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The top of the list is a willingness to learn. Have you ever noticed that the people you see exercising are always the ones who don't need it? Well the same holds for learning. The best programmers are ones who get onto a learning curve and never bother getting off.
Beyond that take a look at 70113 for some insight into my learning technique. It seems that programming is a lot like math. Sitting down and learning straight through does not seem effective. My pattern goes like this. I learn a little. Integrate a little. Review a little. Realize a gap, something didn't fit what I thought so it is time to go back and review something in earnest. Then continue on. All the while doing a lot of routine stuff, but constantly staying aware during it and ask myself if I can integrate what I have learned into what I am doing.
This seems to work well. The key here is that you are not aiming to learn anything in great depth, or learn a lot of trivia. Instead you want to have a reasonably wide and very well integrated knowledge base. When you see something that kind of fits something that you know, you don't want to be able to deliver a set-piece lecture if that were only pointed out. In real life problems come to you dirty and it is up to you to be able to recognize the connection and take advantage of your knowledge.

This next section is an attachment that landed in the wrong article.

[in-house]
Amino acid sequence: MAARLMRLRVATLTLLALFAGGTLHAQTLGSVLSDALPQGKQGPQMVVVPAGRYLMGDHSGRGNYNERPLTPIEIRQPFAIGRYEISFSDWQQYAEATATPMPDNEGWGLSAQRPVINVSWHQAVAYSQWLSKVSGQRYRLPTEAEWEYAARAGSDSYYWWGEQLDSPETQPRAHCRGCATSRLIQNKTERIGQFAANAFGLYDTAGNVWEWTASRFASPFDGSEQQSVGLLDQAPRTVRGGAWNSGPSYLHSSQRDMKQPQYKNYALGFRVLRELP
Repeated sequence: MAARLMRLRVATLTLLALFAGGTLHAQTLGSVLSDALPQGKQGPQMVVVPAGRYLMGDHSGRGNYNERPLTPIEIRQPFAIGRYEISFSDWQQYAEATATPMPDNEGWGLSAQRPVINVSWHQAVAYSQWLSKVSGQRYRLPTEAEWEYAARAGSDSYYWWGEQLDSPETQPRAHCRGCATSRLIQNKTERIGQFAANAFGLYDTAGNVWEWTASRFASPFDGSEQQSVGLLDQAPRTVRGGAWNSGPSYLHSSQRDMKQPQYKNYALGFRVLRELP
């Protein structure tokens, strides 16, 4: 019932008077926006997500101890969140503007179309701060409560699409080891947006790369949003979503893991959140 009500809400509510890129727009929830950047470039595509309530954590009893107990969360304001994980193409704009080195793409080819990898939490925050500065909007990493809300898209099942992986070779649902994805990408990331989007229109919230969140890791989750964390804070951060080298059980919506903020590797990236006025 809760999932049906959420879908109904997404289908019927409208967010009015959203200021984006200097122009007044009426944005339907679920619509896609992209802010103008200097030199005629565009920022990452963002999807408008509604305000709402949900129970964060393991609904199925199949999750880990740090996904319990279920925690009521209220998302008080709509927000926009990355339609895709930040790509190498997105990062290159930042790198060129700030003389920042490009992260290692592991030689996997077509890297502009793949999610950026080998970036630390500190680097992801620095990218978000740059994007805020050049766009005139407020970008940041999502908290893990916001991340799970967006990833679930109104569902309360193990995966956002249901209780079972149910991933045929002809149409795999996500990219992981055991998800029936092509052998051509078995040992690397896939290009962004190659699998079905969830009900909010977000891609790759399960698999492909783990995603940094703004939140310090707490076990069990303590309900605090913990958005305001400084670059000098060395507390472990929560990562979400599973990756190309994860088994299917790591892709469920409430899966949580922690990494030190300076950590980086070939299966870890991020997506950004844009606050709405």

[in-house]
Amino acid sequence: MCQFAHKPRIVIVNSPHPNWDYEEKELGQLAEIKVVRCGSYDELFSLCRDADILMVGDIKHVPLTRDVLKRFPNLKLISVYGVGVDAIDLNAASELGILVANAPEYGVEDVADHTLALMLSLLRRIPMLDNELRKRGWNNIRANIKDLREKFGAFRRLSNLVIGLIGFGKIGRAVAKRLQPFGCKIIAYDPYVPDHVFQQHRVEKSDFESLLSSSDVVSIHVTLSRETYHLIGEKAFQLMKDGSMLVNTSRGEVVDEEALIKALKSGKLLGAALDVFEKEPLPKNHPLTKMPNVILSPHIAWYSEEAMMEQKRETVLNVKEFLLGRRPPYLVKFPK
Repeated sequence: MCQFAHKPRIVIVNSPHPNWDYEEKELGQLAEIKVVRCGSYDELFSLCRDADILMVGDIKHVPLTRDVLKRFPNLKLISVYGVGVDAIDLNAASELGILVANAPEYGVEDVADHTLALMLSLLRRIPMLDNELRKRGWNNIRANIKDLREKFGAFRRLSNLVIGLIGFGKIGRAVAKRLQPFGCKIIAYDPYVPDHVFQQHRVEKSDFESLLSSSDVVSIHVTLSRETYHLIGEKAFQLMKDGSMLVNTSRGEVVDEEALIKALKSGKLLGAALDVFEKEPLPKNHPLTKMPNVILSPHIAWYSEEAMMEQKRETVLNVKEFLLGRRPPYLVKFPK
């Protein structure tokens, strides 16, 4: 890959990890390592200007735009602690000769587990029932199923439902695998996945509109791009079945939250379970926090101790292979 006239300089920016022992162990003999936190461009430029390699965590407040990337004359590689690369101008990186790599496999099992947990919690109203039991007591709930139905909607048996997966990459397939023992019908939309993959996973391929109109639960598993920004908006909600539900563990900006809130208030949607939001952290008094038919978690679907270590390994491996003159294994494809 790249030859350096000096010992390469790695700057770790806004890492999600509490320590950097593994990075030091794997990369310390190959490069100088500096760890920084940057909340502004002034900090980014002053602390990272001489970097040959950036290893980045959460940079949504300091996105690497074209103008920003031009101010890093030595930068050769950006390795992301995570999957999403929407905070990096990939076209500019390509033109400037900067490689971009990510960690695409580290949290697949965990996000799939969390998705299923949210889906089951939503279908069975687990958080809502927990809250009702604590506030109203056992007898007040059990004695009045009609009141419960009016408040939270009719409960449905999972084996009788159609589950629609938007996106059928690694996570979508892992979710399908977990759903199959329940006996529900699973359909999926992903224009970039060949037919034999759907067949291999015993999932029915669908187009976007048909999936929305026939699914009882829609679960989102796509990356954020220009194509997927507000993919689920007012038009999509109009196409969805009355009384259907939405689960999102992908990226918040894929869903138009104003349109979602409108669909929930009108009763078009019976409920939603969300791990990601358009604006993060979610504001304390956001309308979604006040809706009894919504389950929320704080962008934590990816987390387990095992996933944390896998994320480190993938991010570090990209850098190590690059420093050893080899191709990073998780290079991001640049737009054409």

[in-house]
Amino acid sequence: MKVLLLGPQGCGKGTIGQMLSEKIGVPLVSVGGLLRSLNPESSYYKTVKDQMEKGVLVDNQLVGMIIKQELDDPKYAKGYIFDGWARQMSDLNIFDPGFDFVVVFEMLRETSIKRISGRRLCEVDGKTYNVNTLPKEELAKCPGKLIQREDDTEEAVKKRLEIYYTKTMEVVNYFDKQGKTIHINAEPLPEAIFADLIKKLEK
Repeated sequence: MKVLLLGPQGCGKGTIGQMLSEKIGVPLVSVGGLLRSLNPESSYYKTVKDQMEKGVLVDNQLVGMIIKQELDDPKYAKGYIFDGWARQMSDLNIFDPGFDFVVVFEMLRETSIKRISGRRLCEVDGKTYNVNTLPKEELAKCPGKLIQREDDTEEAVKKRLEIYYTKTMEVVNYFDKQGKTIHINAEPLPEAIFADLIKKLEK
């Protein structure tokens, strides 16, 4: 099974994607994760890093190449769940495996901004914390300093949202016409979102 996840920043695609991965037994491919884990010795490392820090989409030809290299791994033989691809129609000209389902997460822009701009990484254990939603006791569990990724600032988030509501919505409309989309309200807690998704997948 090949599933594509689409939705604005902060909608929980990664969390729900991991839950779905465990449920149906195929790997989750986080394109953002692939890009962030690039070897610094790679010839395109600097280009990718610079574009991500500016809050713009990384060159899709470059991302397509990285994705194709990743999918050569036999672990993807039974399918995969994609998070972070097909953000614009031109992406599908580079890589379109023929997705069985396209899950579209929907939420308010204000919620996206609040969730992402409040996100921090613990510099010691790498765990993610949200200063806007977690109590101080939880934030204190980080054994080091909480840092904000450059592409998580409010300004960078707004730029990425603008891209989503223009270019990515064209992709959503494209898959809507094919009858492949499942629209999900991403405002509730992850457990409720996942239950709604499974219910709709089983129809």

All that said one suggestion that I recommend following up on is to not learn programming in isolation. You can read a lot of theory, but a little experience will go a long way towards making that theory relevant, and giving you a concrete sense of what you know and what you think you know. If you can't take a job programming right now, then do volunteer work. Perform a code audit on an open source project. Do documentation. Write something. Do volunteer work for a local charity. Find a reason to write code that someone will find useful. Spend a good chunk of your learning period actually writing code.
For the record I have not been programming that long either. I started programming in November of 1997. I started teaching myself Perl in January of 1998. Since October of 1998 I have been a full-time Perl programmer. (OK, I have learned to be able to program with varying amounts of competence in several other languages in that period.) I figure that if I keep programming for a few more years I should become reasonably good...
In reply to Re (tilly) 1: What does it take to LEARN Perl?